A Fair To Remember

Things aren't so freewheeling anymore. Once Sinclair's sense of order compelled Bill to start keeping books and tracking inventory, he realized he could no longer just hire family and divvy up the take at the end of the day. This year, an early start for many metro-area schools has dried up his workforce, making for extra hours spent pounding the phones in search of friends and relatives willing to take a shift in the stainless-steel galley. It's not as much fun as it used to be, Bill will grouse with increasing frequency starting around the Fourth of July.

And then he's out there claiming a campsite and setting up shop. And he runs into a couple of the friends he sees only 12 days out of the year, fellow citizens of a parallel universe. And he picks up right where he left off last Labor Day. "It gets in your blood," he concedes. "You hate it right up until the night before, when you start to get excited. And then you think, 'OK, let's go.'"

In the evenings, when the families have left and the childless fairgoers are parked at the grandstand show, there's a lull during which equipment gets cleaned, supplies restocked. Things will pick back up in an hour or so, when the concert lets out and the midway starts to shut down, but for a little while it's quiet.

It's at that time of evening that Bill says Jim Sinclair can often be seen sitting by himself in one of the dining halls or maybe a beer garden. He doesn't swap lies with the operators, or quiz stragglers about the high points of their day, I hear. He just sits there smiling to himself, watching the details flow seamlessly into one another.

The Legends of Ancient Grease
Inside the fat vat
by Britt Robson

Without it, a Pronto Pup would look like a shaved, impaled poodle. French fries would go the way of the dinosaur, and circle cakes would exist simply as globs of dough.

We're talking grease, folks, the great enabler of most sustenance hawked at Minnesota State Fair food booths. Furthering tradition at the Great Get-Together, this year's fairgoers will consume thousands of pounds of the stuff, fueling a digestive tilt-a-whirl with as many thrills and spills as any ride on the midway. But, alas, some of that grease gets left behind--impudently swept into catch-basins by gastronomically correct short-order chefs with little regard for our sotted stupors. Over the fair's 12-day life span, gallons and buckets and vats of used grease go by the wayside. What happens to it?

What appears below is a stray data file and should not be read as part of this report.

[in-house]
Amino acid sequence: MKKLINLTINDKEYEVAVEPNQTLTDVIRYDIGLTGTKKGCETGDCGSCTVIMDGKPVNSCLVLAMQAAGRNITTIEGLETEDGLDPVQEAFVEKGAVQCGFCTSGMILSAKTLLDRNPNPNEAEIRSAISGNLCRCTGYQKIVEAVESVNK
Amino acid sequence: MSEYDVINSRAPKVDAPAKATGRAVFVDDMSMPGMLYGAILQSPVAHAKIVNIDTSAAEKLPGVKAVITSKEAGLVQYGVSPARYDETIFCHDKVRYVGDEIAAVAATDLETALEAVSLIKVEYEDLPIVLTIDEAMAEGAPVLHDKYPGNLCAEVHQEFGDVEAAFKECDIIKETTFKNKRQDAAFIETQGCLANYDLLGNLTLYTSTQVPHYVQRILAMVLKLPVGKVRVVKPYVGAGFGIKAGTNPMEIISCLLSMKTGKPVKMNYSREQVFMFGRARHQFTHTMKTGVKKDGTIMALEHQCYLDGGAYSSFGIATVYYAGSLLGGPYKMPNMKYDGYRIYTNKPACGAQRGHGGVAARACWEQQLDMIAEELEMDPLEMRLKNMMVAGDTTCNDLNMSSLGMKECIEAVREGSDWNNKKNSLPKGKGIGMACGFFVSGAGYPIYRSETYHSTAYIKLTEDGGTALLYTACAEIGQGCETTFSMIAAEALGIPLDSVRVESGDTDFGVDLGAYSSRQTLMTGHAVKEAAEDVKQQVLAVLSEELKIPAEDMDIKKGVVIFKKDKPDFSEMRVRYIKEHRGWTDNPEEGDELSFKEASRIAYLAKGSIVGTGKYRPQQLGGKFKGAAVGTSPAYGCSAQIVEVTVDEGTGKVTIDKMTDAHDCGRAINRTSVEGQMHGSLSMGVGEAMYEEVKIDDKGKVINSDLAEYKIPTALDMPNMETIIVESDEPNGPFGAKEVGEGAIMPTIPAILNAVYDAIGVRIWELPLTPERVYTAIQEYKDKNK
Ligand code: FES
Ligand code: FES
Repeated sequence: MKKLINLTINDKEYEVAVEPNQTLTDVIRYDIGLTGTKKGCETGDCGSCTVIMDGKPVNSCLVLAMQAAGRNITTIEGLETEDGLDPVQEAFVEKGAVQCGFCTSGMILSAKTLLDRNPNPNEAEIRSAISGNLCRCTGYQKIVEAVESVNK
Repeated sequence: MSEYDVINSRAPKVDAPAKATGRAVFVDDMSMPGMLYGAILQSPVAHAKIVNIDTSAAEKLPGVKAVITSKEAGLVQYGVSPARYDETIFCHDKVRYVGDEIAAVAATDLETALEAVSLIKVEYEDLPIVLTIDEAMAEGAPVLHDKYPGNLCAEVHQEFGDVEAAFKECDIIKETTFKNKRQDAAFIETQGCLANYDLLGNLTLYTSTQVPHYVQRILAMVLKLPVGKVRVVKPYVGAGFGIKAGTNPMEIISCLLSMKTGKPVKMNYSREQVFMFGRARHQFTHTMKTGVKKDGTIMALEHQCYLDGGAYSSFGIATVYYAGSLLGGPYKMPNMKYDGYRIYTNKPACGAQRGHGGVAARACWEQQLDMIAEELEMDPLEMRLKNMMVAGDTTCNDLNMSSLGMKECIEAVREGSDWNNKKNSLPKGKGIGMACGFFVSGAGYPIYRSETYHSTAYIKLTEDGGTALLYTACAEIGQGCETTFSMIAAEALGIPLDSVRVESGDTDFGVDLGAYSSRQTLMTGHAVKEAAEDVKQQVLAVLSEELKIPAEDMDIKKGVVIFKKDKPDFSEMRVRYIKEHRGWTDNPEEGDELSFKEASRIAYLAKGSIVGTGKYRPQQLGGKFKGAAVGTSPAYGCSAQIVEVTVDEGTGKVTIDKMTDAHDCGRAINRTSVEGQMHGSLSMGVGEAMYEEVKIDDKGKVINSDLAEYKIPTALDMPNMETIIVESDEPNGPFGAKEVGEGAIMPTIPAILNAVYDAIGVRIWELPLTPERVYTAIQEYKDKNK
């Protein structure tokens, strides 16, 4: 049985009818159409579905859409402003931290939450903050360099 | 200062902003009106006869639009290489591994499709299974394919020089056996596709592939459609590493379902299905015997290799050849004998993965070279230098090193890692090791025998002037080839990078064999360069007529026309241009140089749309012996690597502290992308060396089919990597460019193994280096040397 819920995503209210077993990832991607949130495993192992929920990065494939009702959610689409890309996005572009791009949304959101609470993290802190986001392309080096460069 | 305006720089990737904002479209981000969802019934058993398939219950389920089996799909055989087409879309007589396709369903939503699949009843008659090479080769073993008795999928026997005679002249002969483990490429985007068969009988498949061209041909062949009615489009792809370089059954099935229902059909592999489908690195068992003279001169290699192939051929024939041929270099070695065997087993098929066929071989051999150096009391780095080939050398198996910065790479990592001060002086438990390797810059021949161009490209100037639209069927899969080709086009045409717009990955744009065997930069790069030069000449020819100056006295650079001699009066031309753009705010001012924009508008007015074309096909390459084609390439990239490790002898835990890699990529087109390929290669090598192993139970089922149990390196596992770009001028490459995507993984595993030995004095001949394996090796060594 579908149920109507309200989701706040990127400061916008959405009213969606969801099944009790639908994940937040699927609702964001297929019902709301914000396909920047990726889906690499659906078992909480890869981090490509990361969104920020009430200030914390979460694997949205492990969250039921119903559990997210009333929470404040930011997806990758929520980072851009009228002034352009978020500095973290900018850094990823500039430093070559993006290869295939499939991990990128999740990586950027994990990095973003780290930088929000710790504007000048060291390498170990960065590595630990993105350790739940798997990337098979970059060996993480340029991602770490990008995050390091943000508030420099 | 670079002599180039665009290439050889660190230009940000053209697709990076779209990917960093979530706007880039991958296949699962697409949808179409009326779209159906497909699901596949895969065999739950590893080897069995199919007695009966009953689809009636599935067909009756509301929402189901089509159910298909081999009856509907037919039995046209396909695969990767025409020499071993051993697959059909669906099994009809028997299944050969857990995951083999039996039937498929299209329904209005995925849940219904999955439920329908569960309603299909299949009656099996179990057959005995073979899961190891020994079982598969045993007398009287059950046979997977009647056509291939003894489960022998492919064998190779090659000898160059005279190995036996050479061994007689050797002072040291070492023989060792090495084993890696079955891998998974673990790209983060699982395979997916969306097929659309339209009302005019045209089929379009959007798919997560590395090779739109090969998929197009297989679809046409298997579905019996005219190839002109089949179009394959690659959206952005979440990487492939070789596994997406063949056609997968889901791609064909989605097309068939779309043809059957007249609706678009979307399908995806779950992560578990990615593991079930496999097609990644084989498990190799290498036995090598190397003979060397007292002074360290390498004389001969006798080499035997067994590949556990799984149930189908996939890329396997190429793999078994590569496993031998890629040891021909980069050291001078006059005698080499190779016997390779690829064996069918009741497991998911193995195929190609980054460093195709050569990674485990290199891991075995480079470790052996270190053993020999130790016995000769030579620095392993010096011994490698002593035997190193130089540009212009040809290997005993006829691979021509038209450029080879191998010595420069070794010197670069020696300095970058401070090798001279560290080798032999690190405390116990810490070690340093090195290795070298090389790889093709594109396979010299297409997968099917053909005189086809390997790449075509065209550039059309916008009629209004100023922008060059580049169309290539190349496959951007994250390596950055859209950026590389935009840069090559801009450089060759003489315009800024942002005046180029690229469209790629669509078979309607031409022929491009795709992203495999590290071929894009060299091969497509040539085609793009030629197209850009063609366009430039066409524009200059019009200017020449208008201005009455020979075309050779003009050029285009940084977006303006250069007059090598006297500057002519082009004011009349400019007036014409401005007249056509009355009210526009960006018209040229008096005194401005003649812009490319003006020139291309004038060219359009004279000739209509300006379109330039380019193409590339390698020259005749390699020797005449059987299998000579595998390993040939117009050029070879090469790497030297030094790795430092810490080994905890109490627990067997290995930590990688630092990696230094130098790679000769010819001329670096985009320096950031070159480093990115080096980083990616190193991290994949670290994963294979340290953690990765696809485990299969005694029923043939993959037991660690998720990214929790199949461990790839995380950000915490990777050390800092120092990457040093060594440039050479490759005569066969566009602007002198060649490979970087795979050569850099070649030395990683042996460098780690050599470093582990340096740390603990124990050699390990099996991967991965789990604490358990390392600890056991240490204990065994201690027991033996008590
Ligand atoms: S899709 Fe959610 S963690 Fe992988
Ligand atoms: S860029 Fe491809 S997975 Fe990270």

Silly question. The fair sells it, of course. As with precious metals, the price of grease fluctuates from day to day on the open market. For the past three years, the fair has sold its grease to the Van Hoven Company, a rendering firm based in South St. Paul, for the average going rate over a four-week period during August and September. Last year, that price worked out to slightly less than three cents per pound on a total sale of 15,967 pounds--just a couple of dozen chicken wings and a doughnut hole shy of 8 tons of grease.

"Obviously, it's not a real significant source of income for us," chuckles Jim Sinclair, the director of sales at the fair. On the other hand, Sinclair acknowledges that getting someone to "dispose of the grease in a responsible manner," and actually pay four or five hundred bucks for the privilege, isn't such a bad deal.

The used-grease biz does not operate on the principles of a trickle-down economy. Rather, all vendors at the fair are responsible for hauling out in buckets their own "animal or vegetable by-product" and dumping it into one of 30 receptacles, ranging in capacity from 55 to 300 gallons, parked in 20 different spots around the grounds. As you might expect, the food court area is the mother lode of used grease, with six 300-gallon bins. The french fry vendor who sets up near the midway also deserves special mention for earning his own personal grease-collection tub.

The guys hired by Van Hoven to retrieve the grease work for the Environmental Recycling Corporation, also headquartered in South St. Paul. Between midnight and dawn, three or four times during the fair, they arrive in custom-designed tractors and trailers. Their grease-gathering M.O. is similar to that of trash collectors in that the fair containers are hydraulically hoisted 17 feet in the air, and their contents dumped into massive trailers. But instead of the pulverizing compactors featured on garbage trucks, the grease trailers are equipped with a propane heat system that reliquefies the solid fat. "Each trailer is like a giant fryer," says David Warkle, president of ERC.

While Warkle allows that the fair is probably his biggest account while it's in swing, ERC and Van Hoven team up to gather grease from restaurants and beef and poultry processors throughout the metro area. "We treat a pickup at the fair like we are doing 20 restaurants," Warkle explains, noting that loading the contents of each tub takes about 10 minutes. When the trailers are filled, ERC takes its payload to Van Hoven's plant, where it is sucked out and rendered.

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